Bad Blood

One hell of an album

4th March 2013

Bad Blood is the debut release from Bastille, the latest electro-indie band in the same vein as Passion Pit, The Naked and Famous and Wolf Gang. Bastille are the first band I've started listening to in a long time that I truly love: the two singles Pompeii and Flaws are both played so much that I risk making myself hate them, but they're just so good. So I've been pretty excited for an album simply so I don't ruin my two favourite songs.

The album begins with the most recent single, Pompeii. It's just unfairly good. It's a brilliant song musically and thematically: excellent songwriting such as where do we begin/the rubble or our sins and a catchy as fuck tune make you feel like its a song by the survivors of the famous Italian city destroyed by a volcano. The other single that I love, Flaws, appears later on the album, and is just as catchy as Pompeii if not quite as epic. It does seem to end quite suddenly, but as I listened to the album I realised that this was a case with many of the tracks.

This is my main issue with Bad Blood as a whole: many of the tracks are too short and end abruptly. They do also follow the same old format of verse/chorus/verse/chorus/breakdown/verse and that's a little predictable, but there's a reason that this has been used in songs across the generations, and that's because it works.

Following Pompeii, the album continues strongly with Things We Lost in Fire and the titular track. We're three songs in and we already have three brilliant songs. This album is gold.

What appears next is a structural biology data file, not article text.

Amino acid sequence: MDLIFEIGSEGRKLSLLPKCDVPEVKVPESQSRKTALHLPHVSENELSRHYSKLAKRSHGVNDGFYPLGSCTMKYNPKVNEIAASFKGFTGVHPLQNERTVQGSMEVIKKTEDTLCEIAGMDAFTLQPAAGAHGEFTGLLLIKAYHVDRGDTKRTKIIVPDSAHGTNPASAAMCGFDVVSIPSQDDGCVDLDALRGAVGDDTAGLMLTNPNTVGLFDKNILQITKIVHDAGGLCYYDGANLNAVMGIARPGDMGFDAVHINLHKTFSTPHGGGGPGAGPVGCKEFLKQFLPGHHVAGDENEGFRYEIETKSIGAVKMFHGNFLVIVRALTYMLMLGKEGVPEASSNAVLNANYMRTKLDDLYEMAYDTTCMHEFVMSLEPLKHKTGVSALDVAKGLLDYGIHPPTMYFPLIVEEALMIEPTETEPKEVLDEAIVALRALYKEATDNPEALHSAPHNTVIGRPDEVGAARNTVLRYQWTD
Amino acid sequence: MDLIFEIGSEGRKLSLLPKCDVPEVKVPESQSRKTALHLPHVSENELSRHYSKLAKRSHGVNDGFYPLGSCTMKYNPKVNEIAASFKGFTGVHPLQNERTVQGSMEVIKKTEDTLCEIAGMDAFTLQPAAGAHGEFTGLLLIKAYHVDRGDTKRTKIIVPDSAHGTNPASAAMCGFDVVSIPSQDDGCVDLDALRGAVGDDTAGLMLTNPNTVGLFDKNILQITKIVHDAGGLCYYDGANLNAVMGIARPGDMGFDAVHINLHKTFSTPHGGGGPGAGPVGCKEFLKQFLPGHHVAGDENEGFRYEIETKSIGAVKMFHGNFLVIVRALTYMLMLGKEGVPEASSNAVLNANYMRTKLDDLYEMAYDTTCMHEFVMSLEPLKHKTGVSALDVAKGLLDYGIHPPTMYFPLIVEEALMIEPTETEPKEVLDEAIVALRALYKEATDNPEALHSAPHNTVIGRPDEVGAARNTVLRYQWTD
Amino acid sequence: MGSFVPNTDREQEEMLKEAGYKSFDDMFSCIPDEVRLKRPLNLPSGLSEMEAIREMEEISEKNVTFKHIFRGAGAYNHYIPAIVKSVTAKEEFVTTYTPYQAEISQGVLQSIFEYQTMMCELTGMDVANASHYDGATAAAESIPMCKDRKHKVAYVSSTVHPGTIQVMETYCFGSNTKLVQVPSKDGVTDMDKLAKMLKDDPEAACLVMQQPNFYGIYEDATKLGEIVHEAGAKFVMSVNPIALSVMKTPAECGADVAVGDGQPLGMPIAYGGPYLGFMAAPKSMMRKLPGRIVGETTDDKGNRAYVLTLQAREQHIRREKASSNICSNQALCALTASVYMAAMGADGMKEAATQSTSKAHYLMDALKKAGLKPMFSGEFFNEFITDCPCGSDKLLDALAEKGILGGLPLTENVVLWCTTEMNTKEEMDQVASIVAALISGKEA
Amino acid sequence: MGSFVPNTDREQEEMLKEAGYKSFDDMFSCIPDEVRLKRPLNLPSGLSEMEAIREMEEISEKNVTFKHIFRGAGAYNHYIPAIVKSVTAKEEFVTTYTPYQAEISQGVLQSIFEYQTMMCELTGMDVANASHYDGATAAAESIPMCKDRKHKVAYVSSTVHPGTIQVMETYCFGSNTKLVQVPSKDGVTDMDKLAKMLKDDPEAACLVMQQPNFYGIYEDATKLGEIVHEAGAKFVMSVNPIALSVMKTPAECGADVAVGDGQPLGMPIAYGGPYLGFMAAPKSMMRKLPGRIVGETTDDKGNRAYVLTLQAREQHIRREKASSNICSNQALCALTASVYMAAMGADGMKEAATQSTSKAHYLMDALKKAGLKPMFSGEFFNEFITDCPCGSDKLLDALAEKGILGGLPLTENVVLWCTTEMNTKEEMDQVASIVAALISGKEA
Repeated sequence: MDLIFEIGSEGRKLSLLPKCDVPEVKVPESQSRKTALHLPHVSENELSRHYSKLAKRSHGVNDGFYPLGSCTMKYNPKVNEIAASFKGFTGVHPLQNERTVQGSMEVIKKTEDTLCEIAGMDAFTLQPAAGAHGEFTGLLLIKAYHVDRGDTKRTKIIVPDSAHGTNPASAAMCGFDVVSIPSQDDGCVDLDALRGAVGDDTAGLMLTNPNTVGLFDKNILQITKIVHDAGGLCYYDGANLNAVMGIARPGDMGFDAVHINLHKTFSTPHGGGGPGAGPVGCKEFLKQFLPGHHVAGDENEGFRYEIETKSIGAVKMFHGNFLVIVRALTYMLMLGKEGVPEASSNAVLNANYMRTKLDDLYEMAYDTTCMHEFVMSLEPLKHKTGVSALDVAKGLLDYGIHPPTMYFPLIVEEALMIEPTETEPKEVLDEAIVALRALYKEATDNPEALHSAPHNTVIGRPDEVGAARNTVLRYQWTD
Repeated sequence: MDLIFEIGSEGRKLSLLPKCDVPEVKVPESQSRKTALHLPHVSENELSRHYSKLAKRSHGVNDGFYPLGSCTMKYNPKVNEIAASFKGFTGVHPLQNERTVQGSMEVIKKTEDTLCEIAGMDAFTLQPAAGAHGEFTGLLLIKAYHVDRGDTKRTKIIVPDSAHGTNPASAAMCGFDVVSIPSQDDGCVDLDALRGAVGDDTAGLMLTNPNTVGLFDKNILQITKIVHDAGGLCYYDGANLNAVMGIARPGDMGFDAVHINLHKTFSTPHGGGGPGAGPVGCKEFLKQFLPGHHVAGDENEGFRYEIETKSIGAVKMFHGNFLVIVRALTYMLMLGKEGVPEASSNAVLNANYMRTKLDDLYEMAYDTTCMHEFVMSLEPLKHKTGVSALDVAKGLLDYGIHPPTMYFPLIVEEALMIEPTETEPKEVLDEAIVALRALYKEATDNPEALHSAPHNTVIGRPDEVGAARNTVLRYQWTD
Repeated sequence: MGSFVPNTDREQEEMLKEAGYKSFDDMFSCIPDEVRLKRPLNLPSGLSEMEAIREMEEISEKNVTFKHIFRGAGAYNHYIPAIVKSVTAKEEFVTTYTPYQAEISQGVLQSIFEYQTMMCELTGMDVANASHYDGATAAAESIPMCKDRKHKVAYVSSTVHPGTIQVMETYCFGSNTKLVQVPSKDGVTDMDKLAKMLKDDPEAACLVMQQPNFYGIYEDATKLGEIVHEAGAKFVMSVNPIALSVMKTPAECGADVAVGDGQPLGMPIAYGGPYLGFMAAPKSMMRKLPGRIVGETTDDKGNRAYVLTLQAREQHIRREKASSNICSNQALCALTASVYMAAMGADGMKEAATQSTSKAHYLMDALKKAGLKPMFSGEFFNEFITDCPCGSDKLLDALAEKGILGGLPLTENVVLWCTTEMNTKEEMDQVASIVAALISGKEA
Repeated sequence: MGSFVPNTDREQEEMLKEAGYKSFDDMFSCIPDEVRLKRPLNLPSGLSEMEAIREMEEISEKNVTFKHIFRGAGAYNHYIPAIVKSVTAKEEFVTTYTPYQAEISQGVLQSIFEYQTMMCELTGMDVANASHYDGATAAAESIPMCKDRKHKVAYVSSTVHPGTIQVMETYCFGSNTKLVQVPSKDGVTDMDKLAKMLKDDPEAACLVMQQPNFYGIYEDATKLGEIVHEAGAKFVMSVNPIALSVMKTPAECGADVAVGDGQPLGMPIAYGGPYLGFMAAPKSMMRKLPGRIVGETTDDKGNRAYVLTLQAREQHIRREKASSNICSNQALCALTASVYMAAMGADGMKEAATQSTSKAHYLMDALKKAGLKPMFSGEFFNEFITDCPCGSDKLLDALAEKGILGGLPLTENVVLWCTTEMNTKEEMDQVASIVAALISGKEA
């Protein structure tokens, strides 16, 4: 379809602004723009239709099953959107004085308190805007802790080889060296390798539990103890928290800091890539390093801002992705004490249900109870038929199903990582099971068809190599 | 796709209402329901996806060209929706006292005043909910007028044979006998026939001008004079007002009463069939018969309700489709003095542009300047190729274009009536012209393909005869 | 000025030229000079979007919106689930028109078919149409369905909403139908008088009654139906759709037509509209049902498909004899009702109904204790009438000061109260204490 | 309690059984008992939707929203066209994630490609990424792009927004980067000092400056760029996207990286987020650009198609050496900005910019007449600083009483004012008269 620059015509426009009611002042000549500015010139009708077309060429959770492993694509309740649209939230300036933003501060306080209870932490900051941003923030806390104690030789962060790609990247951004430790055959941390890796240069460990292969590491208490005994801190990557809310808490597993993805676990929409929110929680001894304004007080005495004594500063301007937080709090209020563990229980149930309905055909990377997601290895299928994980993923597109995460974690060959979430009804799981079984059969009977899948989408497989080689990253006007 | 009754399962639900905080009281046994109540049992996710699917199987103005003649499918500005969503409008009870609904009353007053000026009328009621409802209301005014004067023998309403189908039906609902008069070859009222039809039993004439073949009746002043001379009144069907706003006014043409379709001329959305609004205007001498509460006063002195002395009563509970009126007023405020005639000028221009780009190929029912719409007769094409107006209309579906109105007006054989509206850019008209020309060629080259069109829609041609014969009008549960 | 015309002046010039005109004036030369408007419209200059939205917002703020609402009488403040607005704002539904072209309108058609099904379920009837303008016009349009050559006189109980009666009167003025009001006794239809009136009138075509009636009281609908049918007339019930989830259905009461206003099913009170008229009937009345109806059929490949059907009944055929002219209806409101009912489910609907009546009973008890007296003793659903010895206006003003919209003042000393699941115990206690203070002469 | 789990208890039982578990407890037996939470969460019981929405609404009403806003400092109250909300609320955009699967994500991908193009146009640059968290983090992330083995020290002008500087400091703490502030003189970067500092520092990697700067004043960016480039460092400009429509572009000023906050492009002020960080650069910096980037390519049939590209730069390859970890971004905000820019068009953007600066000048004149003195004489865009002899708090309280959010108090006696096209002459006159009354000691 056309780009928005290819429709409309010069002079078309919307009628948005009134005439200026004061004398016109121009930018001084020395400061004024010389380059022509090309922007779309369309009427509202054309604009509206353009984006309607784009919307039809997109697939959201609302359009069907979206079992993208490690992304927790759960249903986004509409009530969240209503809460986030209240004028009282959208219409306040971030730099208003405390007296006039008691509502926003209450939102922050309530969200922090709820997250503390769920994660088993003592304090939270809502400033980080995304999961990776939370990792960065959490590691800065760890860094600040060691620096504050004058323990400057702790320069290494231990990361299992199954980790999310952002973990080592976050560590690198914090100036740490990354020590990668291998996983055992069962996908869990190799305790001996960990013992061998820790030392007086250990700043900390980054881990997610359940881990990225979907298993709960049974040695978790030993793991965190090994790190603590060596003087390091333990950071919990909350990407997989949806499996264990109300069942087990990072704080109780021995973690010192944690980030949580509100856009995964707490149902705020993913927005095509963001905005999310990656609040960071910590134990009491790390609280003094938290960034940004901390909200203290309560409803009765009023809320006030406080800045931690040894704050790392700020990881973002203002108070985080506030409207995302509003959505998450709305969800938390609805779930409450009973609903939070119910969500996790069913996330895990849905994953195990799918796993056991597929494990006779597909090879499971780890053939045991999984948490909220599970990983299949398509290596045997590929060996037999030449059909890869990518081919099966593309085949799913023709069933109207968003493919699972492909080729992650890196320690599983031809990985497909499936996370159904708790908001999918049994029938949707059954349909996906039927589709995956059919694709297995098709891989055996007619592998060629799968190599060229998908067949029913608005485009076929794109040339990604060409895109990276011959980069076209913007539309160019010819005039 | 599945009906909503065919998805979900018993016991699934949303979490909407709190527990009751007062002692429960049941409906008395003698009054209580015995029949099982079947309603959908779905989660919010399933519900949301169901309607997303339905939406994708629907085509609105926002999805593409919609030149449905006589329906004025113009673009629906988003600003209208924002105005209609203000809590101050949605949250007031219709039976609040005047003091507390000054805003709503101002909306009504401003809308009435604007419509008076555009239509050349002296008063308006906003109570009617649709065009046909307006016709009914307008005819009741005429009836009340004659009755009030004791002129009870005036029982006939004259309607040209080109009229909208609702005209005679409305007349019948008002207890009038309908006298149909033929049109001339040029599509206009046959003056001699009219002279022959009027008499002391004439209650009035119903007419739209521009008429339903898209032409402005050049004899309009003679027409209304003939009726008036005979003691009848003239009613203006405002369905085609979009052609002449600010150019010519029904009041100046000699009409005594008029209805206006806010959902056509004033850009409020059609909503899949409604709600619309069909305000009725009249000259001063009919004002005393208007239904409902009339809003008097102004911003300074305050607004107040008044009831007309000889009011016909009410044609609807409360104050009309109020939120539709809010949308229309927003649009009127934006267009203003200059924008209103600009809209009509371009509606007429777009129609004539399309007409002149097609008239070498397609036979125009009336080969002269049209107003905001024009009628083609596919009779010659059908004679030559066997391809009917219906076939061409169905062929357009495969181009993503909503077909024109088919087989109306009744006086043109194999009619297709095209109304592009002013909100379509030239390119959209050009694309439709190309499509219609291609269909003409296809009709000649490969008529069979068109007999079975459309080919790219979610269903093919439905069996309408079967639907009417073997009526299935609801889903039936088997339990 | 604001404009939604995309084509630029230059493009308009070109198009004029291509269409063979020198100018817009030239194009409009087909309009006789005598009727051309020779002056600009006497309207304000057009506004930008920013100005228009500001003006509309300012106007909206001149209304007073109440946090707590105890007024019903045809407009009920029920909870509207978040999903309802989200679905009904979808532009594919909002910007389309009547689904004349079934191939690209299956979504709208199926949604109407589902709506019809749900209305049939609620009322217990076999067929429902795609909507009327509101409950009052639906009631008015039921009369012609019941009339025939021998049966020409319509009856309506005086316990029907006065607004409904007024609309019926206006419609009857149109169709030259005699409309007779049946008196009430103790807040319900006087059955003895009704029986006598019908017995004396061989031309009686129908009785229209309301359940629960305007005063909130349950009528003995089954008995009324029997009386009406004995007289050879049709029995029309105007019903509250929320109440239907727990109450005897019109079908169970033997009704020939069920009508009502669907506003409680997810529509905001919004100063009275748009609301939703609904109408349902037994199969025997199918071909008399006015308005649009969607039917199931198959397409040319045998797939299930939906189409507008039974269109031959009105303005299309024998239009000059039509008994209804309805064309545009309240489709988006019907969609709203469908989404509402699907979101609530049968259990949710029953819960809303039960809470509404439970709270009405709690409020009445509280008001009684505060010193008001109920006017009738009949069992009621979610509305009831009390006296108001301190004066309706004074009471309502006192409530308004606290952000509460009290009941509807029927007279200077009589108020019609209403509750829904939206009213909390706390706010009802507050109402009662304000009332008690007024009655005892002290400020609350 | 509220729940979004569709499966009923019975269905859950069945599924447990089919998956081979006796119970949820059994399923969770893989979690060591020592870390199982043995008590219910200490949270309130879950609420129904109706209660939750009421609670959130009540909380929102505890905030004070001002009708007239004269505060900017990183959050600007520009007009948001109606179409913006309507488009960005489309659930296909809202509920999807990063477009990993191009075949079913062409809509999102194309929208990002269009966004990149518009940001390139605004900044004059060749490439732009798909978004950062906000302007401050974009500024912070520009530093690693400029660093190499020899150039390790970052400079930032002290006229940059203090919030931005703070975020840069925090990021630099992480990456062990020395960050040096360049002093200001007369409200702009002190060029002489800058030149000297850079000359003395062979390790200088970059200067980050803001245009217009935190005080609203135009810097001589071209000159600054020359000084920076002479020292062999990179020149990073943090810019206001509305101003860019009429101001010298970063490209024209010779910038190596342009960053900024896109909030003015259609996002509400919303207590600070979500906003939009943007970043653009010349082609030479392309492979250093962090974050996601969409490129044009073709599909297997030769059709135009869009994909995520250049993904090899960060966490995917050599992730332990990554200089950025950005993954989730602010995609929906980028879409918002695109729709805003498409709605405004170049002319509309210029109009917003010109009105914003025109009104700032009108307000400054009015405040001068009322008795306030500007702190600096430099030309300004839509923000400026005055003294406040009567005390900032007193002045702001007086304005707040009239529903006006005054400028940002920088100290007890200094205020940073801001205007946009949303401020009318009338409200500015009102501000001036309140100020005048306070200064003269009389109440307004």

Admittedly, the slower tracks aren't great: Oblivion is one of the slower songs on the album, and frontman Dan Smith gets a chance to show off his impressive range. It's mostly piano and violin melodies apart from a strange electronic motif that kicks in halfway through that doesn't ruin the song but certainly doesn't sound like it fits in. Another ballad is Get Home, which I much prefer - it still has some electronic sounds in the background but they fit nicely with the piano and don't jar the song, and I'm not a huge fan of their single Overjoyed.

There's a 2-part song on the album, but for some reason Part II of Weight of Living appears before Part I (how incredibly artistic!). Part I is the stronger of the two, but they're both quite good. Listening to them one after another doesn't make a lot of difference to this.

A few tracks do feel a little bit like filler, but they're still great: These Streets is a fun mid-tempo song that gets your feet tapping, Icarus is also a strong track telling the story of the ancient Greek character that flew too close to the sun, and Daniel in the Den sounds like it could be a Passion Pit song (no bad thing!).

The album definitely ends on a high: I don't know who Laura Palmer is, but she's inspired a hell of a song. In terms of what the songs actually about, I couldn't tell you - "This is your heart/can you feel it?" is a little generic, but meaningless lyrics aside, the music sounds awesome. The Silence is a bit of a misnomer as it has the highest pace of any track on the album by far. It's definitely one of the standouts due to its unique sound and one of the strongest lyrically too: "it is not enough to be dumbstruck/can you feel the silence?" Finally, we close with Laughter Lines: it's another slow song, but rather than the other two trying to be power ballads, it feels like a slow song that Bastille have written themselves, suiting their own style.

So whilst there isn't really anything that betters Pompeii, and some of the tracks are too short and abrupt, on the whole it's an amazing album - one of the best I've heard in a long, long time. It's a shame that Poet, the excellent b-side on the Pompeii EP, didn't make the final cut for the album, but it's not really a problem. The ballads are definitely the weakest tracks, but when Bastille stick to the formula they've made for themselves, they're brilliant.